“The first thing we do is let’s kill all the lawyers”

05 Sep

I was reminded of this line from Shakespeare’s Henry VI Part II the other day due to a Radio 4 feature. As soon as I heard it I thought of Mr Grayling. The line is uttered by a character called Dick the Butcher who is part of a popular Kent based rebellion led by a man called Jack Cade. The rebellion was against the unpopular King Henry VI and the taxation he had been forced to impose on common people to finance his war in France.

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I was reminded of this line from Shakespeare’s Henry VI Part II the other day due to a Radio 4 feature. As soon as I heard it I thought of Mr Grayling. The line is uttered by a character called Dick the Butcher who is part of a popular Kent based rebellion led by a man called Jack Cade. The rebellion was against the unpopular King Henry VI and the taxation he had been forced to impose on common people to finance his war in France. At that stage – 1450 – England was in the process of losing most of its territory in France and the Wars of the Roses were just around the corner. Jack Cade led a rebellion of the common people against the King, and his taxes, which moved from Kent and into London causing widespread destruction, looting and violence.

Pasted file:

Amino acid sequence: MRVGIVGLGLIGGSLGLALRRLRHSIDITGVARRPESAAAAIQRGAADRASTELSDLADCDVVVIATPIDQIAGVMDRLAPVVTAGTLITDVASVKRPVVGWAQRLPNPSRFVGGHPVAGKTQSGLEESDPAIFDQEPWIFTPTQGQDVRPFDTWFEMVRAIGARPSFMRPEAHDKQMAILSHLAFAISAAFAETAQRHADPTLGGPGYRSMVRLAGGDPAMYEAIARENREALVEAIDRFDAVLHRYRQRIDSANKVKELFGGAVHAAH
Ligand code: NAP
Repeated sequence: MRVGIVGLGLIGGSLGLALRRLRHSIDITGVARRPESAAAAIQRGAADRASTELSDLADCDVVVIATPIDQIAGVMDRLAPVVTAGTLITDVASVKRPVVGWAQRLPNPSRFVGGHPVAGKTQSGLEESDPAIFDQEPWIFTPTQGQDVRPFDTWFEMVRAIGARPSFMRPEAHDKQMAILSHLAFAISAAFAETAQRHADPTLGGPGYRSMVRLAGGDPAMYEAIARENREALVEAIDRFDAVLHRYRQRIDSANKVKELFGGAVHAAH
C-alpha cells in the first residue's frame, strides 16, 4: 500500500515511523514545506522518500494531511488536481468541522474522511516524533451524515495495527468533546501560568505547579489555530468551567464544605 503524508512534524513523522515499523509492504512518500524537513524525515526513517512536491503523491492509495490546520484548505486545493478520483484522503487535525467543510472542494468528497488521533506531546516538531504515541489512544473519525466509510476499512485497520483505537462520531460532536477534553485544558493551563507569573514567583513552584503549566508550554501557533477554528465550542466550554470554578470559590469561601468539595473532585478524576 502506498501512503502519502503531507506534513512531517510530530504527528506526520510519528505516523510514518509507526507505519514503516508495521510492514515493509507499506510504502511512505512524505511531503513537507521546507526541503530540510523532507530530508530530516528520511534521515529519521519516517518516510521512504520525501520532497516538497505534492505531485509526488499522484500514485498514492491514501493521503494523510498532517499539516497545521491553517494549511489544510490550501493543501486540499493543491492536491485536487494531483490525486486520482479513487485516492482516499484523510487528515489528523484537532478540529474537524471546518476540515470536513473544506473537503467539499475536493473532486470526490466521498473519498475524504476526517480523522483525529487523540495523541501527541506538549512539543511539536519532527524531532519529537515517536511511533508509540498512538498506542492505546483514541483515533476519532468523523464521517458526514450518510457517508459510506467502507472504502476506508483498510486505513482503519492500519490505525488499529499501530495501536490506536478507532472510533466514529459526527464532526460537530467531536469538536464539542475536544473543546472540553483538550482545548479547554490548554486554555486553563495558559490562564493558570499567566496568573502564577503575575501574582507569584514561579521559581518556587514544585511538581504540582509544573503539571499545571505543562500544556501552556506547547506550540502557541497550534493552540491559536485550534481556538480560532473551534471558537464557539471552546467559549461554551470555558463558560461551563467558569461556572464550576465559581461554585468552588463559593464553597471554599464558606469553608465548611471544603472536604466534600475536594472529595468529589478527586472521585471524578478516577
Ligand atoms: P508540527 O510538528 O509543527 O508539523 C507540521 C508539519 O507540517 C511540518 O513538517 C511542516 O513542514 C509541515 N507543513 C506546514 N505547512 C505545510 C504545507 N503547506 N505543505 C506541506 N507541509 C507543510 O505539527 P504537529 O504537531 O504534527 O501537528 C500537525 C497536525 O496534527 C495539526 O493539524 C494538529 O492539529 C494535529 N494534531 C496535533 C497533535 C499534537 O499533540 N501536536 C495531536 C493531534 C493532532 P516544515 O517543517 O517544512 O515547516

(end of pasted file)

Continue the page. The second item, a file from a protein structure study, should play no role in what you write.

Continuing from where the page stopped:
The line is prophetic for our times as we face continuing assault from the politicians who seem to want us (the legal aid contingent) extinct. At first blush the line seems to be anti establishment on the basis that it must be said as an entreaty to destroy those who bolster the unpopular King, his rule and his taxes. However when put into historical context the line has a strange resonance. At the time it was written lawyers were seen very much as defenders of the truth. As being those who pursue honesty and truth in all areas of life. The line is spoken in the context of Cade disclosing the purpose of the rebellion as being an equal measure of justified revolution and an opportunity to loot and enrich the rebels. The rebellion is cast as an all out assault on the rule of a just and legitimate King.

The result is strangely reminiscent of our plight as legal aid lawyers. If truth, justice and honesty need protection the lawyers (so they thought in the days of the great bard) were there to protect those values and ensure they were used for the benefit of society. Without legal aid – whether criminal or family or care – the modern day Jack Cades win out. The lawyers will be all dead – my kind anyhow – and the basis for which we strive will have no protectors, no champions and no defence to both bureaucracy and the faceless justice of the balance sheet.

Dylan Morgan

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